Something that interests me very much is how to universalize my direct experience with the city. And when I say “city” I mean the inner dynamics of all mechanisms that make possible its functioning. Tolstoy compared the description of a village with the world knowledge; in the same way, life in Havana and how its inhabitants think is not so much different from other latitudes in general. I think that a trivial subject or apparently shallow can be transcendental and universal, if we can make it comprehensible and settled on an unspecific place. I have always wanted to connect to anyone by using my direct sensible experience as raw material, which is the only one I can openly talk.
Tell us about your experience with the official announcement and the contest of www.havanastreetview.com.
I got the official announcement by chance through a friend who told me about the Project. I reviewed the site and I saw what havanastreetview.com was about and I decided to work for the contest. One of the categories that caught my attention since the beginning was the journal report. For me it is the same between journal report and literature, and between documentary and fiction in the cinematography: there are substantial differences in the way of referring a fact according to levels of veracity, but in both the artistic component is extremely important.
The text I sent as a chronicle, at first, was going to be a short story. But my partner (recently graduated of journalism), realized about the connection with the reality in the text. She told me You are very attached to facts. The truth is that reality exceeded me, I couldn´t turn something into fiction because it was already pretty much surrealist. I don´t know what would have Carpentier thought if he would have spent three days on the same conditions I was with my girlfriend on the bus station. For me it was very real and pretty amazing. Then, I rewrite some parts of the text and disregarded everything that couldn´t be tangible. I did keep the color of the initial narrative and the allegorical tone of language, I also simplify a little thinking on a possible publication on the press.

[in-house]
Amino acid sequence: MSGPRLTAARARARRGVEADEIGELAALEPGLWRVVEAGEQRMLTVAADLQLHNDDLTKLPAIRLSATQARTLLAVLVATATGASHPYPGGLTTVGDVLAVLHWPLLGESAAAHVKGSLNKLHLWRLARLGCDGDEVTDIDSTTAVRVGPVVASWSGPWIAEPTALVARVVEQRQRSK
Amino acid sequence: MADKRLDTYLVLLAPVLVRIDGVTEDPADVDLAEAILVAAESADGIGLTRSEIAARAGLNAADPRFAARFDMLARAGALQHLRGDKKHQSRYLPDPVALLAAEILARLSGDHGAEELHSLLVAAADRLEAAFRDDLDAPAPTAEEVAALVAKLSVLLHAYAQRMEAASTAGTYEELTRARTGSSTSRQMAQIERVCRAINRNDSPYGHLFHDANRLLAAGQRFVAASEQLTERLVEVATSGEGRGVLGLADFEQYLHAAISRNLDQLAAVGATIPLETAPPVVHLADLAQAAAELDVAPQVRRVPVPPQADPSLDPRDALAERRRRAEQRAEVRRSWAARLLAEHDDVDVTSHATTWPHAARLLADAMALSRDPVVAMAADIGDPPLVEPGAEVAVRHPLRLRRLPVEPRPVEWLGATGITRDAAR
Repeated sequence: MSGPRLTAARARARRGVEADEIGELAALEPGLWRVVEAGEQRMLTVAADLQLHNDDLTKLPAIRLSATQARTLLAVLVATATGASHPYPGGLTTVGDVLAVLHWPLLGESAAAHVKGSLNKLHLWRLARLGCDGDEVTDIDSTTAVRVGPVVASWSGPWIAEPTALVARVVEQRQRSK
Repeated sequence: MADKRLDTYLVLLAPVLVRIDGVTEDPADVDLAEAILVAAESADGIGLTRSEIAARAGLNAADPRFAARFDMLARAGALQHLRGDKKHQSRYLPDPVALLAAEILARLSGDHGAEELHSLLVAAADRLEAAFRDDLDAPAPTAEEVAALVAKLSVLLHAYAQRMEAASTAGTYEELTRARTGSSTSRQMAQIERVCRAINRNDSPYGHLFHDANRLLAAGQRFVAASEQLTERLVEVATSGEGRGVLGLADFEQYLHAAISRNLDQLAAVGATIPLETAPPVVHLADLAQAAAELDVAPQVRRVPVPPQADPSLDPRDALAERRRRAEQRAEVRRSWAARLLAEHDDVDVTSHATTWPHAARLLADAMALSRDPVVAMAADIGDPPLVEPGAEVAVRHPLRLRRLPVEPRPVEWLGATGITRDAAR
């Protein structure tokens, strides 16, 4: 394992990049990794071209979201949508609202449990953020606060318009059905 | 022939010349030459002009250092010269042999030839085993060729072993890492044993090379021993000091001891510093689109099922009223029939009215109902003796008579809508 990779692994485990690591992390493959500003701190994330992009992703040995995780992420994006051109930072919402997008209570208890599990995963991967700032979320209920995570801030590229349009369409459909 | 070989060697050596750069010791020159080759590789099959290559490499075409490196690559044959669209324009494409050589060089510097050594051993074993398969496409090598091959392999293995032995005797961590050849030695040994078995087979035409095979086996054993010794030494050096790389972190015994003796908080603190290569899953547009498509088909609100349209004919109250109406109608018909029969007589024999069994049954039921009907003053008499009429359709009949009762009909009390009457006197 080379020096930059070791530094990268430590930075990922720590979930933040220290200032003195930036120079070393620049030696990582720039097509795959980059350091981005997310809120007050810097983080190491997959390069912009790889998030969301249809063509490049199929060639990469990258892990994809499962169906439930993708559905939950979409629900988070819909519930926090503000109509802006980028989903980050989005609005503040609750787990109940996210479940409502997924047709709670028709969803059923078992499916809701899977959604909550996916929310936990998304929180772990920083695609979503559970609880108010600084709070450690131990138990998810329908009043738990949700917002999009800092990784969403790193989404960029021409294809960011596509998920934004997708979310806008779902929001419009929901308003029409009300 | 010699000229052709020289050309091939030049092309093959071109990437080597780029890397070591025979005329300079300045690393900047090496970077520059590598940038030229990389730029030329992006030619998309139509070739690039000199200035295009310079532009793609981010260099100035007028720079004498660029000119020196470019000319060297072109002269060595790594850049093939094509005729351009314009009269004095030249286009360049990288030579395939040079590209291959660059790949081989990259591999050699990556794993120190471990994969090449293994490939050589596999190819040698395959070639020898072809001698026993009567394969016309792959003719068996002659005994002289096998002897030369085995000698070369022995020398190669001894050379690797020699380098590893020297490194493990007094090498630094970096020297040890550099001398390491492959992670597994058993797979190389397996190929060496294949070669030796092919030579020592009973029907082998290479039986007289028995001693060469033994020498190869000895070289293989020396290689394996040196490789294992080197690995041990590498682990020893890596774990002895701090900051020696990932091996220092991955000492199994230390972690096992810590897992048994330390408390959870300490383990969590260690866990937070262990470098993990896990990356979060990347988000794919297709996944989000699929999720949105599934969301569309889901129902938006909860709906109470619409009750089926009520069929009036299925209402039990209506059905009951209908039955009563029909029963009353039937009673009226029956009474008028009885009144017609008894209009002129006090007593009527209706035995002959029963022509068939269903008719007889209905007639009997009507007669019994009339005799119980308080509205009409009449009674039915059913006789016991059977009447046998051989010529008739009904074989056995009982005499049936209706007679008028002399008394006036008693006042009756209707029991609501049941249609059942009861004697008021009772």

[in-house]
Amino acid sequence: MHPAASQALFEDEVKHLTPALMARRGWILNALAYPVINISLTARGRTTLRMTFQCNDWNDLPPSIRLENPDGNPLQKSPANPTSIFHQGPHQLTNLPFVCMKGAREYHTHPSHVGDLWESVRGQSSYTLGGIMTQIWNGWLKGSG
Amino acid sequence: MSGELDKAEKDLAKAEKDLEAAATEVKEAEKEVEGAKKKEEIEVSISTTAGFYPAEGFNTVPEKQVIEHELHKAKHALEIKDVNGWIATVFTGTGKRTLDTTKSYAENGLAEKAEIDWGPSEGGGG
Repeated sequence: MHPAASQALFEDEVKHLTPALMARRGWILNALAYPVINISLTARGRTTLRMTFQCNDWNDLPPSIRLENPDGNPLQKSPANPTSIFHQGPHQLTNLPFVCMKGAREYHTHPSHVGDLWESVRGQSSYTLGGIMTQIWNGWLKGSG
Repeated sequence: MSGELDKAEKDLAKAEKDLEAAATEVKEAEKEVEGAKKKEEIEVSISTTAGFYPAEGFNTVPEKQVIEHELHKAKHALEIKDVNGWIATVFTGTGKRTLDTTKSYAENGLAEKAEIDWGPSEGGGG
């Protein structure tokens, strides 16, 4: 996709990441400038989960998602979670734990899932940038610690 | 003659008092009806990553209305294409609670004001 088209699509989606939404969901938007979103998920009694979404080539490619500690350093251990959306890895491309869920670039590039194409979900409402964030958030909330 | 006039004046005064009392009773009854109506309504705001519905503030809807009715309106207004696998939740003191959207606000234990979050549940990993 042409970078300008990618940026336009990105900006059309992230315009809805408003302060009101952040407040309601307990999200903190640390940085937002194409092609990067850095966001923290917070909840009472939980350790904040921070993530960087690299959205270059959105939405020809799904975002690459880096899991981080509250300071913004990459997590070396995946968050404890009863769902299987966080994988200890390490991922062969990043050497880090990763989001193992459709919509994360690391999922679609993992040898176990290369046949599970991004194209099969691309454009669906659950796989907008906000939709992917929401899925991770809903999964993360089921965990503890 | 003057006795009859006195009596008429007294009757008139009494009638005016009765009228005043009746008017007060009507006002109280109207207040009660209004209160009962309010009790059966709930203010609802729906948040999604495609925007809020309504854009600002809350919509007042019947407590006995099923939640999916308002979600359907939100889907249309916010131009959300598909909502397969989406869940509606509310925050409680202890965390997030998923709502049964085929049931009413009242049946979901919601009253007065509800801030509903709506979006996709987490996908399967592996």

Regarding the prize, it was really gratifying. Calling the attention of a jury is always an exercise of reaffirmation of ego; the fact that your work is selected from a group, gives a lot of energy and desires of keep working. The havanastreetview.com fitted my interests very well. Besides the generous amount of money, I respect and admire very much the person who put the rules of the contest in my mailbox. I remember that even the uniqueness of the conditions of entry caught my attention, it seemed to me what it is: a dynamic, interesting, intelligent and renewal project.
The moment of delivery… well, the words are redundant. During the ceremony I found out that one of the members of the jury in my category was a professor of my faculty in the studies of Arts whom I appreciate intellectually very much. I saw friends, colleagues, artists, writers, professors. I think that two of the things I liked the most was that during the ceremony they mentioned the wide range of disciplines of the participants (to win in journal report being a student of Art history), and that one of the perspectives they want to approach culturally to Havana was very close to the subject I worked on my chronicle.
Read the Award: Bus station: a life experience, 3 days